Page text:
Emissions trading must apply to all airlines or none

Posted: 27 July 2011 | European Regions Airline Association | No comments yet

Faced with growing international unease over the application of the EU Emissions Trading Scheme (EU ETS) to aviation…

Airplane C02 Emissions Warning Sign

Faced with growing international unease over the application of the EU Emissions Trading Scheme (EU ETS) to aviation, the European Regions Airline Association (ERA), which represents some 65 intra-European airlines, has written to European Commission Vice President Kallas urging either the complete withdrawal, or the suspension of the implementation, of the EU ETS for all air carriers until existing disputes can be reconciled or until the International Civil Aviation Organisation has had time to develop a climate protection scheme that could be applied world-wide.

The latest international developments have included the on-going case against the EU ETS in the European Court of Justice, recent statements by China and a proposed Bill in the US that would make compliance with the EU ETS illegal for US air carriers.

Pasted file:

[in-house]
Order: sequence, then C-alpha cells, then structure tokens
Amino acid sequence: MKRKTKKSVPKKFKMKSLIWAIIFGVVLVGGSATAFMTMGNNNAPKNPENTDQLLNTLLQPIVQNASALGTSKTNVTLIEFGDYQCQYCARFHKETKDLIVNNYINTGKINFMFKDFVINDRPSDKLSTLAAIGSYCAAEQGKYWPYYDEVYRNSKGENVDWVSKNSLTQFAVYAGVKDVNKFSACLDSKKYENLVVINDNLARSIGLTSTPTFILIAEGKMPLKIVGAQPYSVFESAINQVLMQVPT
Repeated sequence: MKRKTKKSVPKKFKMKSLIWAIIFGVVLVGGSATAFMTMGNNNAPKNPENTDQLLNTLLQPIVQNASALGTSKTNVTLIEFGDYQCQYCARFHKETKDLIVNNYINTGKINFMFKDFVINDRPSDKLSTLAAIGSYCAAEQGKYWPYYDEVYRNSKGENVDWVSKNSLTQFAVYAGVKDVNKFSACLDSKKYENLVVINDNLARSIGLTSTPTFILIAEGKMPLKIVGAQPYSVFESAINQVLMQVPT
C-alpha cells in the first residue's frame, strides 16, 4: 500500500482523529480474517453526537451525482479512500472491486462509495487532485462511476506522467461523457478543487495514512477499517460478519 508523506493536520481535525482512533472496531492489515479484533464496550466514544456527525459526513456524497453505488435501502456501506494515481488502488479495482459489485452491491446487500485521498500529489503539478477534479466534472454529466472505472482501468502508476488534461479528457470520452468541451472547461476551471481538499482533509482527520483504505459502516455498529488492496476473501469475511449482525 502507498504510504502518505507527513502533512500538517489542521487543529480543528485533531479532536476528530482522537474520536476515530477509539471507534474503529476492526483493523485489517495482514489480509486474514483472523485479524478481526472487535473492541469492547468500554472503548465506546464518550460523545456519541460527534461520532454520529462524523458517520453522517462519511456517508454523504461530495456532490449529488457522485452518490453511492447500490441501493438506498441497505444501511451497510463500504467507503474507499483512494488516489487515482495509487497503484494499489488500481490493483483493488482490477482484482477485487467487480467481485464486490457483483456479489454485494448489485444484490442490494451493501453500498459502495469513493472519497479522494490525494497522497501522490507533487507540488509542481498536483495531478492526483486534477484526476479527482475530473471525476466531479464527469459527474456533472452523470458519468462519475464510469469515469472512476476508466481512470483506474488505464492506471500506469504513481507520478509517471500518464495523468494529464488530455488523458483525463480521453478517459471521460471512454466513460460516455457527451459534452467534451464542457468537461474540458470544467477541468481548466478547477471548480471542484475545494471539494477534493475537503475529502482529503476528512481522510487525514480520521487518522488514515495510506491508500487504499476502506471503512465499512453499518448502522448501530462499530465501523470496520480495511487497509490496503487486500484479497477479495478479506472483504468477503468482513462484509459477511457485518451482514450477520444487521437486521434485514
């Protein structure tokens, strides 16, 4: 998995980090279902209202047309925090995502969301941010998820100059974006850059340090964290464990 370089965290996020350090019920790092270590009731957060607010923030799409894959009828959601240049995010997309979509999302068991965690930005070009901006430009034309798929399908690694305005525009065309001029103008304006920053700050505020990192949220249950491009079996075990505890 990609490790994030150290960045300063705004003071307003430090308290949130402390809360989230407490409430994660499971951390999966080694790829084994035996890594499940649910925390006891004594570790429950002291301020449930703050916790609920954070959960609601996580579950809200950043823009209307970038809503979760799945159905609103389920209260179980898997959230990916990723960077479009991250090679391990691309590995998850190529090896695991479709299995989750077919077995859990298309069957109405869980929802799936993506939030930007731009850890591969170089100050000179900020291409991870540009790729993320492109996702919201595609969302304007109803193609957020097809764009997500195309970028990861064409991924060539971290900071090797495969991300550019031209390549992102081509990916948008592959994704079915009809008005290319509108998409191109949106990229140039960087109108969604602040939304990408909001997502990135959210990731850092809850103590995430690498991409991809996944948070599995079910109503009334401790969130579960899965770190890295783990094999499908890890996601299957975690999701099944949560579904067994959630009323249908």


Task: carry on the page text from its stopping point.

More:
Mike Ambrose, Director General, says: “Aviation is a global industry and needs a global solution on emissions and climate change. In pressing ahead with the EU ETS as a unilateral solution, the European Commission has brought the current situation on itself. We are now seeking reassurance from Vice President Kallas that, should the US Bill – and any similar actions from other countries – be accepted by the European Commission, the application of the EU ETS to all carriers, including intra-EU airlines, should be withdrawn or suspended.”

The Association in its letter also seeks the assurance of the European Commission that it will establish transparent, consistent and robust methodologies to determine if ‘equivalent’ measures that might be applied by non-EU countries in order to gain exemption from the EU ETS for their carriers, are genuine in terms of the scope, magnitude and timescales of climate change protection measures.

In conclusion, Ambrose commented: “A situation whereby intra-EU carriers would be the only airlines left complying with the scheme, would do nothing for the environment but would be detrimental to Europe’s economic stability, its businesses and citizens, particularly those in the EU’s regions.”

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